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Officially the Municipality of Pinamalayan, is a 1st class municipality in the province of Oriental Mindoro, Philippines. According to the 2015 census, it has a population of 86,172 people.

Pinamalayan is 70 kilometers (43 mi) from Calapan.



Pinamalayan is politically subdivided into 37 barangays.

BarangayPopulation (2016)
Del Razon1,666
Pambisan Malaki1,821
Pambisan Munti1,044
Zone I (Pob.)2,824
Zone II (Pob.)2,443
Zone III (Pob.)2,351
Zone IV (Pob.)1,112
Santa Isabel2,666
Santa Maria1,453
Santa Rita3,027
Santo Niño1,165



Population census of Pinamalayan
YearPop.±% p.a.
Source: Philippine Statistics Authority


The town of Pinamalayan is one of the oldest in the province of Oriental Mindoro. Its territory once went as far as the old settlements of Sumagui and Anilao which are now part of the towns Bansud and Bongabong respectively. The Town of Pinamalayan was also a former part of Pola until it got its permanent township status in the early years of American Colonization while Gloria was separated from Pinamalyan in 1964.


Legend of town's origin

The town of Pinamalayan is close to the shore at the mouth of the river of the same name. The town’s name was said to be taken from the word “Ipinamalay na” which means to make aware or to show the way or it has been made known to us. According to an old story, the early settlers of this town came from Marinduque. While they were on their way to Mindoro in their big bancas (boats), they encountered turbulent weather and lost their way. They prayed to the God Almighty for deliverance and guidance, whereupon, the weather cleared and a rainbow appeared on the horizon, and guided them towards safety and to a place where they discovered abundant resources and endless promises. The crew shouted “ipinamalay na” (it was made known).

They followed the direction of the rainbow believing that at its en lies a pot of gold and good fortune. They finally landed at what is now Barangay Lumambayan and established the first settlement which they named Pinamalayan. They found good fortune in the new land which brought them prosperity because of the good soil and abundant resources.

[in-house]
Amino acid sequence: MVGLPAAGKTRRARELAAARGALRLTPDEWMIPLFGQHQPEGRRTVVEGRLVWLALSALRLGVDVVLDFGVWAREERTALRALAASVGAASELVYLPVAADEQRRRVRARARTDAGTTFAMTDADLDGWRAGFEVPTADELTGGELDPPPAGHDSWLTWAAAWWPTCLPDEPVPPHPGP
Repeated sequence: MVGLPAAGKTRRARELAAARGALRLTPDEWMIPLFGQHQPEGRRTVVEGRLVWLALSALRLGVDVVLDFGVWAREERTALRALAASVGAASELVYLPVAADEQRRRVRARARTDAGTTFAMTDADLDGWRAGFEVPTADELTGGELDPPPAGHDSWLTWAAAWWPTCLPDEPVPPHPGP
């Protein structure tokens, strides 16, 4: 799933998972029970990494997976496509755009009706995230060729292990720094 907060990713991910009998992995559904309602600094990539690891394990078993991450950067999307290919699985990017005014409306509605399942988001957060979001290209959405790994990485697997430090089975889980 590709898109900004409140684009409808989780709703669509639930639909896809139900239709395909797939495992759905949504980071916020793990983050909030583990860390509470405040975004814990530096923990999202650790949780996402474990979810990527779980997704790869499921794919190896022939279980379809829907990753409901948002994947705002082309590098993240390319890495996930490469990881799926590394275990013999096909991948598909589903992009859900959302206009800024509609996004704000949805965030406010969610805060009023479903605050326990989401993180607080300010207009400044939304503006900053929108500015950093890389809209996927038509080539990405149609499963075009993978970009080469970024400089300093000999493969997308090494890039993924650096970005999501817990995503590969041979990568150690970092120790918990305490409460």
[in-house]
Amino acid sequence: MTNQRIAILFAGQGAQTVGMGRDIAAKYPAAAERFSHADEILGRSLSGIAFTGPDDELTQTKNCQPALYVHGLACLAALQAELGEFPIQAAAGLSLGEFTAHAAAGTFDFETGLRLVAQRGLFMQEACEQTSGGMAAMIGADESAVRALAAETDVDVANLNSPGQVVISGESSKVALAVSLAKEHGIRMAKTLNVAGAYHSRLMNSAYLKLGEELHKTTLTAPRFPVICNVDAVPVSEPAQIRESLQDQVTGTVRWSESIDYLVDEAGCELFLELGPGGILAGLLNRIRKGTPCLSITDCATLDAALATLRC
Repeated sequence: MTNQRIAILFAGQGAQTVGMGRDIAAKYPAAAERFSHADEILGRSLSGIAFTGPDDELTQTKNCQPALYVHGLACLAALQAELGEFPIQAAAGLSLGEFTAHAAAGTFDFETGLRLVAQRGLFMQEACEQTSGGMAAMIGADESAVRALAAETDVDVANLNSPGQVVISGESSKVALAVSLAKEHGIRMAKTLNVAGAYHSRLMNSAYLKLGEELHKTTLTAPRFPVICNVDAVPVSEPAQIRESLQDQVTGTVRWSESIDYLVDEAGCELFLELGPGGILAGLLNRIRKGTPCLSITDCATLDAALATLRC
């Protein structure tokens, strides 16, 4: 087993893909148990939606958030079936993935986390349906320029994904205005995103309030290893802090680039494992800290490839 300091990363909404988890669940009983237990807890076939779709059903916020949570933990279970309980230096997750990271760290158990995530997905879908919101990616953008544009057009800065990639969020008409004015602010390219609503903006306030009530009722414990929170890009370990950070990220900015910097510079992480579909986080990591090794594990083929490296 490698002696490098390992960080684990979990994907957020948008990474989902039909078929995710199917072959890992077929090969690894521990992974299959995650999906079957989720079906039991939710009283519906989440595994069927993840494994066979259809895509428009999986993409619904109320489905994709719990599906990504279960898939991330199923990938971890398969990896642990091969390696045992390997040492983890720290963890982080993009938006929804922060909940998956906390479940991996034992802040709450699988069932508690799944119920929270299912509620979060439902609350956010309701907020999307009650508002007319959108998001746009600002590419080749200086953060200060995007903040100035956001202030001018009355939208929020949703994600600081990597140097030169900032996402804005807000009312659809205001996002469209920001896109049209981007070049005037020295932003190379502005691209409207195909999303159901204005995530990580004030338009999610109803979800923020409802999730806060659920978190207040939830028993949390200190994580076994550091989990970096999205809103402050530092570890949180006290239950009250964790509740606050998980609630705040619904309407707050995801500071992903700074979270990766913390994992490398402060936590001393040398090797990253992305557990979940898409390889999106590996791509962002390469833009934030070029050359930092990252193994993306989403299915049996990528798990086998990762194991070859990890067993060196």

Some other sources attribute the name Pinamalayan simply to the fact that the area was once a vast area planted to rice, hence the name “pinagpalayan” or “Pinamalayan”. Since then the place grew and became a town. However, during the entire 18th century, Pinamalayan was one of the coastal areas frequently attacked by Moro Pirates. People were decimated and many field to the interior for safety. In spite of all these, the town site remained in that place until 1916 when it was transferred by the Americans to its present site.

Bulaklak Beach

Bulaklak Beach is a short section of Mahabang Buhangin Beach, separated by limestone rocks and other landforms. While Mahabang Buhangin Beach covers three barangays'Pili, Banilad, and Ranzo Bulaklak Beach covers only Barangay Pili. The beach stretches about 200 meters, with grainy, cream sand. While the beach itself is public, using the cottages and swimming pools nearby require an admission fee (from P20 to P100/head admission; and about P500/cottage rental) depending on the resort. About four beach resorts dot the coastline of this beach, including the similarly named Bulaklak Beach Resort. Bulaklak Beach is readily accessible by riding a tricycle in Pinamalayan. However, going to the rest of Mahabang Buhangin requires chartering a boat (1 hour). Mahabang Buhangin Beach is similar to Bulaklak Beach, only longer and grainier, with more corals. This beach is quiet and idyllic, with no amenities or electricity.


Magdalena Beach Resort


Pinamalayan Rainbow Pot

Planning a Trip

Pre-departure planning is important. Here are certain things you should watch for and plan for.


Check with the appropriate consulate or embassy in your country to find out if you will need a visa to visit the country of your destination, especially for an extended period of time. Some countries have extremely detailed and complicated entry/departure laws, and treat visits of a week or two very differently from longer stays.


If you’re traveling to one area, check the cost of living there. If it’s high you’ll probably want to budget more carefully and save some money before leaving. The lower the cost of living the less you’ll have to save, but be sure to have a back up reserve in emergency cases.

General Tips

Talk to other people who have done a similar trip.

If you don’t know anyone personally, try any of the dozens of online travel web sites full of first-person travel stories covering every possible type of trip.

Plan big and loose. Read everything you can about the area.

There may be sights and attractions you didn’t know about. A rough outline of your trip might have three or four target points and a variety of ways to get between them.

You don’t want to find out that the weather isn’t what you thought, or the guide book was incorrect, after committing to 6 weeks in a specific spot.